Cheese Making Recipe of the Month
In many stores we see a commercial version of Brie, made by machines with milk that could be better, and aging that's focused more on getting to market and longer shelf life than what Brie was In our area of the country, the major supermarkets are just starting to carry cultured butter. That may be due to the increasing awareness of the average consumer about the benefits of good bacteria- otherwise known as probiotics.
This is good, but the question is-how much bacteria can really survive the process this butter undergoes when it is made with pasteurized milk, packaged, and transported across the country to you?
We're not scientists, but we can venture to theorize that your own, homemade cultured butter will be loaded with more of the good stuff. Of course, it will also taste dramatically different and that is the part we love the most.
Jim has included everything you will ever want to know about making butter in his super easy recipe. This is not the butter your grandmother made with a churn!
Being Cheese makers you have the option to select our milks and manage the process without retail restraints. So, in this recipe, I'm focusing on making a traditional Brie that stands out from the crowd.
Meet a Fellow Cheese Maker
Her Great "Year of Cheese" is Over!
It's been a blast, but our dearest little farm girl has accomplished her goal. In 12 months, she learned to make fabulous cheese while she shared her triumphs and tribulations with all of us.
Now, alas, she has to work on some house projects for awhile. We'll wait with "abated breath" (what is that anyway?) until she gets caught up with her life and returns to her real home - this Moosletter! In fact, we'll start laying on the pressure right now: COME BACK, SUZANNE!!!
News From Fellow Cheese Makers
It's Hard to Believe She Took Cheesemaking 101 Only Six Months Ago!
This May, I took one of your intro to cheese making classes. Since then I've been a cheese making fiend with a few failures and many successes.
In preparing for a party today, I opened three cheeses: a Fourme d'Ambert, Brie, and a four month old Manchego. They were all amazing.
Thanks for your lesson and supplies. I'm totally hooked!
A Simple Little Cheese
I'd like to share this wonderful, easy, inexpensive recipe for a simple but delicious little cheese. Kids, with adult supervision with the heating, can even make this, as the ingredients are all just simple stuff from your kitchen!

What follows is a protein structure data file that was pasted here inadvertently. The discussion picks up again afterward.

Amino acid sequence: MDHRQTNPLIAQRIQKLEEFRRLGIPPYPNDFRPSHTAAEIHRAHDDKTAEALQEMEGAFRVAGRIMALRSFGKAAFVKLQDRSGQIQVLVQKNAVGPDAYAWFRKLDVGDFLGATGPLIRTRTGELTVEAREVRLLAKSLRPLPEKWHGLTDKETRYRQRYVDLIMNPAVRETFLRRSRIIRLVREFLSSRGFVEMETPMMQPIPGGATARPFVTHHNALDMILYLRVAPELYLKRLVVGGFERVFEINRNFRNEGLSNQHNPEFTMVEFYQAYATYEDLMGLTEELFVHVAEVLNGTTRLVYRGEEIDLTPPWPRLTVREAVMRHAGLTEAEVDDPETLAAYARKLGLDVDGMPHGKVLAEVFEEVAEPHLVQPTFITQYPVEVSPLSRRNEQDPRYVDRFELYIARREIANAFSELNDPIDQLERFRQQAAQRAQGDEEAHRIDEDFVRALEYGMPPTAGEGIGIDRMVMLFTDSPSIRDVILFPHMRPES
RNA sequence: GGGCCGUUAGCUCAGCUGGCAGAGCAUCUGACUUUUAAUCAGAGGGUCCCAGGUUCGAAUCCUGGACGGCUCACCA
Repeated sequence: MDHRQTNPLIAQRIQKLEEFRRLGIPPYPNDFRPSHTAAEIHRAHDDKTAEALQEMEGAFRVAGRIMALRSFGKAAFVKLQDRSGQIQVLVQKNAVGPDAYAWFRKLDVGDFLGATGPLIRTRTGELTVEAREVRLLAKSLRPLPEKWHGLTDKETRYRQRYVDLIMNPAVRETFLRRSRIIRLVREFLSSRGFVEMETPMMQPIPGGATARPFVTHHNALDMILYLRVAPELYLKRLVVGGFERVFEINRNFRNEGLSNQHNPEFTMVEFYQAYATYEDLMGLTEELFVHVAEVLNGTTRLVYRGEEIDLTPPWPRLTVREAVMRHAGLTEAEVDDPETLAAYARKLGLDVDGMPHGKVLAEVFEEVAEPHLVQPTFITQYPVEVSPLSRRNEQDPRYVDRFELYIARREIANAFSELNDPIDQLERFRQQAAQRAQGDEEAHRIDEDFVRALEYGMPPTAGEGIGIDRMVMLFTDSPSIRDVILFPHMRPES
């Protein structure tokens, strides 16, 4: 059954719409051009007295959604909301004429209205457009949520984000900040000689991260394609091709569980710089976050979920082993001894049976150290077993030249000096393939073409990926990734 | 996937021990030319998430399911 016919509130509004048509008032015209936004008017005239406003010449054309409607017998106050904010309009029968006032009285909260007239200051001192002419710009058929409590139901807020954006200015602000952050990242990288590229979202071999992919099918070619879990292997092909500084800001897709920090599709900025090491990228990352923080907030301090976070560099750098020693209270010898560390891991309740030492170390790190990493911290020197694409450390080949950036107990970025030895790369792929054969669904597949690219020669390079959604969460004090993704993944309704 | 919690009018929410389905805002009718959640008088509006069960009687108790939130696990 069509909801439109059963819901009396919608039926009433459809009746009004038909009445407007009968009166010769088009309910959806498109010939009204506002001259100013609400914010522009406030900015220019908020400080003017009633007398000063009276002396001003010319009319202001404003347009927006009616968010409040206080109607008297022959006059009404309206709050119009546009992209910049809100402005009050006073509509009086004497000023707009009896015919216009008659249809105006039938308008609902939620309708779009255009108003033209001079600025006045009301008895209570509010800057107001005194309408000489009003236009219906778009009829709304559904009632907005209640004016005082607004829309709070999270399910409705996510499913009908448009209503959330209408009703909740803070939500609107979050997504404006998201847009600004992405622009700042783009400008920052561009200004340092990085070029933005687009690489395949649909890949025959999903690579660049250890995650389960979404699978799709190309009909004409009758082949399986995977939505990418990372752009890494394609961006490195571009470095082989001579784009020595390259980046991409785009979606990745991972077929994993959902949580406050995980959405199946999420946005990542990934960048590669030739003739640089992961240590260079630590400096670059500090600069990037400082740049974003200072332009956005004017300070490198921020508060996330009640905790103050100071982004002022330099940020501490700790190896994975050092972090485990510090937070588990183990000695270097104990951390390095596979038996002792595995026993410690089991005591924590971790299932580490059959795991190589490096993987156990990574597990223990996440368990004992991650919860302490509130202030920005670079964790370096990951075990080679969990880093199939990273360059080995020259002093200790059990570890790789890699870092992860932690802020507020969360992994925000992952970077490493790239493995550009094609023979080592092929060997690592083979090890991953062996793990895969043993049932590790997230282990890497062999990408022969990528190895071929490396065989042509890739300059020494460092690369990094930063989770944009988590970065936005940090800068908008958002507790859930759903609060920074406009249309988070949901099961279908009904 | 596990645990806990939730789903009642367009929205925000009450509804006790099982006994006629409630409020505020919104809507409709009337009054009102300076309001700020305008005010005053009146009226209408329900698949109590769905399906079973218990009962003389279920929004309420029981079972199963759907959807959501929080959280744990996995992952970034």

- 1 gallon goat or cow milk
- 1 cup white vinegar
- 2-4 tsp kosher or sea salt
Put milk in stainless pot, sprinkle on the salt and stir it well.
Heat to 190 degrees F.
Remove pot from heat and quickly stir in the vinegar, making sure it's well blended; let set for 20 to 30 minutes (checking to make sure it is good and curdled).
Line colander with cheesecloth, pour milk through (whey should be yellow and a little cloudy).
Bring up the corners of cheesecloth and squeeze as much whey out as possible; I let it sit hanging from the edge of the pot at this point for maybe 15 to 20 minutes to make sure all the whey has dripped out.
Open the cheesecloth and you will have a lovely ball of cheese. Put it in a covered crock in the fridge until chilled.
You can use it as a spread, or in salad like feta, or crumbled like queso fresca in enchiladas or tacos, or instead of ricotta in lasagna or manicotti. We have even made a rustic cheese/pear pie with this cheese when we couldn't find mascarpone locally, letting the mixed filling sit in the fridge overnight to soften it up a bit and make it a bit smoother. You can also use it as the base for filling for cheese danish pastry.
We like to stir herbs, nuts, roasted peppers, sun-dried tomatoes, etc into it when it's still liquid (it's easier to stir that way) and this makes a great spread for crackers as an appetizer.
Hope you enjoy this nice little cheese!
Note: You may know this cheese as the South American Queso Blanco or the Indian Panir.
Pressing in the Laundry Room Makes Sense!
I saw the creative home made press in the latest Moosletter. I will probably make a version of that one. Wonderful.
In the meantime, I have been pressing my cheeses as illustrated in the photo below, where I am pressing a Cheddar.
I used a shortened pine log to fit into the follower and support the weights. The upper part of the dowel is tethered to a weighted-down clothes hangar with a rubber band! Trust me it works!
BTW I really enjoy the Moosletter. I've already made two cheeses written up by Jim: Gouda and Gorgonzola Dolce. Camembert is next.
Tolerating Lactose Intolerance
Regarding the rice milk question on your recipe request page: This woman is lactose intolerant. She can eat sheep's milk cheese or any cheese aged more then 24 months. My husband is lactose intolerant and he has had no trouble with my cheese from sheep or 2 yr old cheese from cows.
Live Kefir Grains
Has anyone had a good experience with ordering live Kefir grains? We get a lot of requests from folks and we don't currently know of a good source. So, if you do, could you let us know?
The Royal Staff
Q. What's a Hygrometer?
A. It Measures Humidity.
If you don't measure the humidity, how will you know what it is? It seems simple enough, but it's amazing to us that many home cheese makers don't have one.
A good hygrometer like this one can make the difference between a good and a great cheese. Don't take a guess!
Ours has many cool features to make your life easier:
- It shows temperature and humidity in large, 1 inch digits.
- It displays the temperature in your choice of Fahrenheit or Centigrade.
- It has a long (10ft) cord with a sensor at the end, so you can read it without constantly opening the door to your "cave."
- It has a wall mount and a fold out stand.
- It records minimum and maximum temperatures.
- Operating instructions and a AAA battery are included.
Please send your cheese making news & photos to: firstname.lastname@example.org